My first official attempt, after two test cycles, was in May of 2019. I pored over statistics, research, and signs and symptoms of pregnancy in those two weeks. But, alas, Aunt Flo arrived, right on time. June was much the same. By July, I was exhausted — I had been poked, prodded, examined, had vaginal ultrasounds, and a hysterosalpingogram, I went through more blood draws than I could count. At the end of my two weeks in July, when I saw blood… I was heartbroken. I sat in that bathroom stall at work and bawled. I could afford only one more cycle, and I was no longer in the success window for IUI. Everything I wanted was slipping away, and I felt completely hopeless.
But the flood never came. Hope bloomed slowly, and I created a mantra that would shift over the next nine months: please let this be a baby. Let it grow strong and healthy so it can live a long, healthy, and happy life. And let me grow to be the mother it needs. I waited 36 hours until I finally pulled out a pregnancy test on Sunday morning, July 28, 2019. There was a line. I had read so many blogs, lurked in so many forums — no matter how faint the line, it was positive. I was pregnant.
My support group knew first thing Monday morning, and I’ve never seen more people cry for joy on someone else’s behalf as I did that day. And I didn’t say I was pregnant: they had seen how distraught I’d been on Friday. All I had to say was, ‘I was wrong.’
And I had never been happier to be wrong.
Pregnancy, though, hit me like a train. I was constantly woozy to the point where being in a car was uncomfortable, I was diagnosed early on with gestational diabetes, and I developed SPD (basically it felt like I was being pulled apart up the middle) late in my second trimester.
But, oddly enough, I have never felt better than when I was pregnant. I felt healthy, like I could do most anything (even if I physically couldn’t), my hair and skin were as amazing as ever, and I was just so happy. Nothing could have stopped me. Except, apparently, standing. We did a game night with my brother and sister-in-law, late into my third trimester. The SPD had been getting worse, where standing after I’d been sitting would just stop me in my tracks. My brother was panicked, terrified, as I just stood there, mid-stride, and laughed because it was so ridiculous — I was walking, walking should be easy!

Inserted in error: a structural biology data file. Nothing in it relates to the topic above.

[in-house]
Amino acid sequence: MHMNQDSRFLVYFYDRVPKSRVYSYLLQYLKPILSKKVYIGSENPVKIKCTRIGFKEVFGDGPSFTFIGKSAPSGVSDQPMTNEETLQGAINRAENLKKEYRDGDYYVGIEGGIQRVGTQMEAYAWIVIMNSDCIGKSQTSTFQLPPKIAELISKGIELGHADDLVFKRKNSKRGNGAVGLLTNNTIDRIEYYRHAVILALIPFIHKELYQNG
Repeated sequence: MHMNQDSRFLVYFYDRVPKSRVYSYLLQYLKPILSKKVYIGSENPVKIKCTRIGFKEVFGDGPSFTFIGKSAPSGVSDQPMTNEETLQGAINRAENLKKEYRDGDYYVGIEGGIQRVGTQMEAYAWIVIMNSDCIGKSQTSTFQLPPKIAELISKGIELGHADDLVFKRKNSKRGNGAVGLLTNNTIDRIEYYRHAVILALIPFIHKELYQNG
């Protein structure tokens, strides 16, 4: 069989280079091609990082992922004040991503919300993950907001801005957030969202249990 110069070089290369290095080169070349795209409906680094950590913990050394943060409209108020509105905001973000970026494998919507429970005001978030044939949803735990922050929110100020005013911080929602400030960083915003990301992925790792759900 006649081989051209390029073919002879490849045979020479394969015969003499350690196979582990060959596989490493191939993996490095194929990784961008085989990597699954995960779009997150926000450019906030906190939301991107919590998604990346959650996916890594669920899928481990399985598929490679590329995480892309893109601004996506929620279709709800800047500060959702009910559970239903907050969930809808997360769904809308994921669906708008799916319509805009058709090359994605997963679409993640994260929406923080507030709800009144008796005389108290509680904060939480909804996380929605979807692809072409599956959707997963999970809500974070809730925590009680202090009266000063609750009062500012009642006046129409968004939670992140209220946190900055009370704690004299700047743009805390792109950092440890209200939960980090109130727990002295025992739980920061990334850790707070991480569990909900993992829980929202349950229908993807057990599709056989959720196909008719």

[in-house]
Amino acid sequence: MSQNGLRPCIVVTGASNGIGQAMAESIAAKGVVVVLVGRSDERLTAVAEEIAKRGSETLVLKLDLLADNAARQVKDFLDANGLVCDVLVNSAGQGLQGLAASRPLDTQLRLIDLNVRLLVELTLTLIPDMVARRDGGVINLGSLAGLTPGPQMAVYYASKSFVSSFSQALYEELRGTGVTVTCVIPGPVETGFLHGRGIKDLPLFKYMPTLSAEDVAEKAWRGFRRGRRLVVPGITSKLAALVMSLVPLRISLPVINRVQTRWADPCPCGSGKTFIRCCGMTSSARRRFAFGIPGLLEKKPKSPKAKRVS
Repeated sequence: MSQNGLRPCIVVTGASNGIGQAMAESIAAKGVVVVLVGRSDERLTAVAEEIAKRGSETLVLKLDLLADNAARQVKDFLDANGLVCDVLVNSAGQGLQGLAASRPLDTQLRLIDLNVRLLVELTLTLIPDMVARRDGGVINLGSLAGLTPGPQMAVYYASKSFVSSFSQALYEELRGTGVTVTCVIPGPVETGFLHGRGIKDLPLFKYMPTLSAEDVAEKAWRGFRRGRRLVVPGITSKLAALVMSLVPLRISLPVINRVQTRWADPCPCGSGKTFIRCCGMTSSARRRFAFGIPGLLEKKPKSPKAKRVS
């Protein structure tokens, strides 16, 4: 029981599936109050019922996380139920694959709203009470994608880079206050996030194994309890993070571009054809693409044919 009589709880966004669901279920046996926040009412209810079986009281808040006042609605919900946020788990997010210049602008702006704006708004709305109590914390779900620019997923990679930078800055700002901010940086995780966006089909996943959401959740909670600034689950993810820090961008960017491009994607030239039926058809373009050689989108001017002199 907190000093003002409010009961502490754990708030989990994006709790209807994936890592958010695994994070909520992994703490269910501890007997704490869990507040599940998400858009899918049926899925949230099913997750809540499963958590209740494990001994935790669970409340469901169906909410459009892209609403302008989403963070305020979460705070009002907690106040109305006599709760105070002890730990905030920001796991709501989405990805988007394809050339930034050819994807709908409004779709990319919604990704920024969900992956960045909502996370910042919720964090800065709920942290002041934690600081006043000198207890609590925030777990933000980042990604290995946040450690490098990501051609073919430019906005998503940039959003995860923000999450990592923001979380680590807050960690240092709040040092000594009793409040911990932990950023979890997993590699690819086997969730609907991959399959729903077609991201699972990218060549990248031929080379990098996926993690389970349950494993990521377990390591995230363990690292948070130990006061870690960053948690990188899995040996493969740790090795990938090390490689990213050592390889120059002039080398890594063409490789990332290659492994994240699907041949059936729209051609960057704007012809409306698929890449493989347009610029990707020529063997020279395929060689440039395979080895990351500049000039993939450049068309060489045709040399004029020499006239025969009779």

I did have some dissension. It was rare, but it was present. I was told I was just hiding the truth: I didn’t want the ‘baby daddy’ involved. I had never felt so dirty. Family wanted me to affirm I knew it would be hard. Others still told me to ensure my baby would know the difference between grandma and mommy. And my father said to my brother he wished I’d gone about it differently. It’s incredible how these words slip under your skin to fester, to make you doubt yourself.
The mama bear in me is strong, though, and I was quick to squash them — if my friends didn’t beat me to it. My friends kept telling me I’m a badass. It was a little reminder I am taking this huge step on my own. But all that talk beforehand had done the trick: it felt completely natural, and I never felt alone.
When I took a blood test to find out if my baby was at risk for any anomalies, I also opted to find out the gender. As a hopeless romantic and a girl who has always loved Disney, everyone was thinking it would be a girl. I thought so, too, simply because most of my coworkers and friends had been having boys.
We did a small gender reveal, in which smoke bombs were involved, and I remember seeing the blue and thinking, ‘I should be disappointed.’ But I wasn’t. Not even a little bit. I had been preparing myself to experience gender disappointment, but I didn’t. I had nothing to be disappointed about, and when I got over that external expectation, I was able to fall in love with my little boy.
And I did.
Because of gestational diabetes and because he had been measuring big, the threat of a c-section loomed. I always wanted to have a baby as naturally as possible, just because of those magical, mystical womanly stories I’d heard so many times. As my due date approached, we began talking about that possibility, and it became more and more inevitable. I was chomping at the bit to be induced early to avoid it, but more importantly, to have my people around me. Just a week before I was induced, it was announced that the novel coronavirus had become a pandemic.
When we were finally scheduled, I felt a weight lift. Less than a week, and I was there. Less than a week, and I’d meet my little boy. The world could hold together for that long.
Giving birth during COVID-19 is absolutely terrifying. You have no idea from one day to the next what the hospital policies are going to be. Before being admitted, would I need to be tested? Will I get to hold my baby? Can I have my people with me?
I wanted a specific kind of birth story, and I got it, if not in a roundabout way. I wanted to have a natural birth, as little medication as possible. I wanted a ‘Red Tent’ kind of birth, surrounded by women in a calm, soothing space (hahaha). But birth goes in a million different directions on the best of days – every birth story I’ve read or heard has gone off the rails in some form or another. So, I figured I was ready.